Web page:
Management of Complex Wounds Using a Constant Tension External Tissue Expander
Complex wounds that cannot be closed primarily are at great risk for complications. A new technique utilizing external tissue expansion holds promise in rapidly decreasing wound area. Facilitation of rapid wound closure is critical in preventing wound complications.
Using the Dermaclose Wound Management System (Woundcare Technologies, Inc., Chanhassen, MN) in complex wounds not able to be primarily closed will decrease the time to secondary closure and decrease the need for secondary soft tissue coverage procedures, or if secondary soft tissue procedures are required, its use will decrease the size and complexity of the secondary soft tissue procedures.
The Dermaclose system will not decrease the need, dimensions, or complexity of secondary soft tissue coverage procedures in complex wounds not able to be primarily closed.
|Study Design:||Intervention Model: Single Group Assignment
Masking: None (Open Label)
Primary Purpose: Treatment
|Official Title:||Management of Complex Wounds Using a Constant Tension External Tissue Expander|
- Quality of Life [ Time Frame: 6 months ]
The SF-12 contains 12 items from the SF-36 Health Survey - . The SF-12 contains one or two items that measure each of the eight concepts included in the SF-36.
The Quality of Life SF-12 is a scale from 0 - 100, in which 0 = poor functioning and 100 = excellent functioning.
- Pain [ Time Frame: 6 months ]Visual Analog Pain Scale (VAS) with DermaClose use, and on study wound at 2 weeks, 6 weeks, 3 months, 6 months, and 12 months. The scale goes from 0 to 10 with 0 being no pain and 10 being the most severe pain imaginable. It is a visual analog scale so is continuous data.
|Study Start Date:||July 2010|
|Study Completion Date:||September 2015|
|Primary Completion Date:||October 2013 (Final data collection date for primary outcome measure)|
Experimental: DermaClose Group
DermaClose device applied to complex soft-tissue wound, with or without negative pressure wound therapy, and prospectively followed for primary and secondary outcomes for one year.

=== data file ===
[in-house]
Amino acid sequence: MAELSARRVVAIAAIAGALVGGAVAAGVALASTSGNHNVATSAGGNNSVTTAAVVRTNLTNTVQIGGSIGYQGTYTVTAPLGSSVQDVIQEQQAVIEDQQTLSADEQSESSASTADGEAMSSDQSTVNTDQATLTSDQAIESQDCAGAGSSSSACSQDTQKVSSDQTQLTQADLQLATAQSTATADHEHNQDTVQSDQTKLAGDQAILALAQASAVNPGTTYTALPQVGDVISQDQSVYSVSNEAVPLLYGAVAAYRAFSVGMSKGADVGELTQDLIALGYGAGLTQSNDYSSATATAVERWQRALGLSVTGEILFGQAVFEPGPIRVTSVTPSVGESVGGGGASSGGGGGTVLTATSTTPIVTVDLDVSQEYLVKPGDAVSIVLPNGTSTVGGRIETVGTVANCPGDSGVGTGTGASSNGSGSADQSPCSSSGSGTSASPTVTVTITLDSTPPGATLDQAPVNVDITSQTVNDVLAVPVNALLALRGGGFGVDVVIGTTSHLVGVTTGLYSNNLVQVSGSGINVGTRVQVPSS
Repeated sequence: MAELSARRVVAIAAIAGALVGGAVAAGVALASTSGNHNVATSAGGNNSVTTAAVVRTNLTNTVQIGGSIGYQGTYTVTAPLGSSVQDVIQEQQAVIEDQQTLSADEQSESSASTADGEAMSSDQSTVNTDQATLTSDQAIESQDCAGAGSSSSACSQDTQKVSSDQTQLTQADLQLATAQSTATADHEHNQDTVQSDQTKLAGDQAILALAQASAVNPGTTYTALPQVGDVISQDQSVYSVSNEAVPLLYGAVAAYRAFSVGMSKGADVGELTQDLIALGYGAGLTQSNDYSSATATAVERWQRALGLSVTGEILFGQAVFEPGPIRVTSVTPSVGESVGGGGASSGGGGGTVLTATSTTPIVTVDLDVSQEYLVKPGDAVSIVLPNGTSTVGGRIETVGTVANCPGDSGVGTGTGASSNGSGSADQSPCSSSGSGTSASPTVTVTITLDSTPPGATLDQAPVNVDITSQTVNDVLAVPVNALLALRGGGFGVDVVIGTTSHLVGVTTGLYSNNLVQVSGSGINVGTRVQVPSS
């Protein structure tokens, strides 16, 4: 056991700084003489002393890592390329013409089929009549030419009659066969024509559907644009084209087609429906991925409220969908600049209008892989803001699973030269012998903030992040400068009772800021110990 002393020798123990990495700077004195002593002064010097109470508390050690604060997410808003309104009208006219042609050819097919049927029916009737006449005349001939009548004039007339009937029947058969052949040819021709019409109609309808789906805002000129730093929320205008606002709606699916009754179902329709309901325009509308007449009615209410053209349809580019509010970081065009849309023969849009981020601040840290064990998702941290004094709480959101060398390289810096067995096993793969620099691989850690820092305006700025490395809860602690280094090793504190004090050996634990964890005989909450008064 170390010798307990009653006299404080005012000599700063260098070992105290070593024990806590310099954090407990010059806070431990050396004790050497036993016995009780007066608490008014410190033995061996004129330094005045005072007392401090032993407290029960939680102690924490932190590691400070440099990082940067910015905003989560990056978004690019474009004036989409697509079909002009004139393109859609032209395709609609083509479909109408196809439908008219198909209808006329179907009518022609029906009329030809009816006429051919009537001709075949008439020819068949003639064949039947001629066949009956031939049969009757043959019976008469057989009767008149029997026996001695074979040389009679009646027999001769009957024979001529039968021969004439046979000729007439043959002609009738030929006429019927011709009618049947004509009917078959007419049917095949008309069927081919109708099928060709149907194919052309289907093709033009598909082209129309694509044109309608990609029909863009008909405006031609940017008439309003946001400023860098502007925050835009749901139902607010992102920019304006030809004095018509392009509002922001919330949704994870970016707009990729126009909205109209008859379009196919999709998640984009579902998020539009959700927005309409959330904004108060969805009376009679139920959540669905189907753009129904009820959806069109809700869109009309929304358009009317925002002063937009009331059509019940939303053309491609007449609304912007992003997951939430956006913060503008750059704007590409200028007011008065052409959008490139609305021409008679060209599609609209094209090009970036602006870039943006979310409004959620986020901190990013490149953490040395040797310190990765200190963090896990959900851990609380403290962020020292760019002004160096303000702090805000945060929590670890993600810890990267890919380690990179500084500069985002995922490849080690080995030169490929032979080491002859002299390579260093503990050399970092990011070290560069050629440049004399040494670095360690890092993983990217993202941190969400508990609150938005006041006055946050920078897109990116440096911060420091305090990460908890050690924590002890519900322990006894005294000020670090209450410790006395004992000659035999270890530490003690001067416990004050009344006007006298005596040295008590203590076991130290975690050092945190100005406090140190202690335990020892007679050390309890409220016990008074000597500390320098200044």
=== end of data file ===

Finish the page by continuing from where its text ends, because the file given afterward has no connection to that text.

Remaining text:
Device: DermaClose Group
The DermaClose external tissue expander provides continuous expanding of the skin around a wound until it has stretched enough to suture the wound edges closed.
Upon IRB approval, 50 patients with complex soft tissue wounds, with or without an associated fracture that cannot be closed primarily will have the Dermaclose device applied and will be prospectively followed for 1 year. The Dermaclose device will be applied according to the manufacturer's guidelines. This device may be combined with the use of Negative Pressure Wound Therapy. Primary and secondary end points that were initially intended to be included are listed below. However, on SF12 and pain outcome measures were collected and reported.
Initially Intended Primary end points (only SF12 collected and reported):
- Initial and final wound dimensions
- Secondary soft tissue coverage procedures
- Dimensions and type of secondary soft tissue coverage procedures required compared to initial wound dimensions
- Method of wound closure
- Days to wound closure
- Number and types of procedures required for wound closure
- Infection requiring reoperation
- Wound dehiscence requiring reoperation
Initially intended Secondary end points (only #3 collected and reported):
- Superficial wound dehiscence not requiring reoperation
- Superficial wound infection not requiring reoperation
- Visual Analog Pain Scale (VAS) with Dermaclose use
- Use of negative pressure wound therapy
- Cost-to-benefit ratio of Dermaclose use - hospital days, number of procedures, procedural and hospital costs including device, negative pressure wound therapy costs, and operating room time and associated costs
Patients will be evaluated daily during their inpatient hospital stays for VAS related to the wound for which the Dermaclose device is used. If the Dermaclose device is used on an outpatient basis, the patient will be asked to complete a daily VAS at the same time to monitor pain associated with device use. After hospital discharge, the patients will be evaluated at 2 weeks, 6 weeks, 3 months, 6 months, and 12 months. They will complete an SF-12 as part of the above evaluations. Patients may be evaluated at more frequent intervals if the need arises. Primary and secondary endpoints will be evaluated at each time point.
Please refer to this study by its ClinicalTrials.gov identifier: NCT01171521
|United States, Missouri|
|University of Missouri Hospital and Clinics|
|Columbia, Missouri, United States, 65212|
|Principal Investigator:||Brett D. Crist, MD||University of Missouri-Columbia|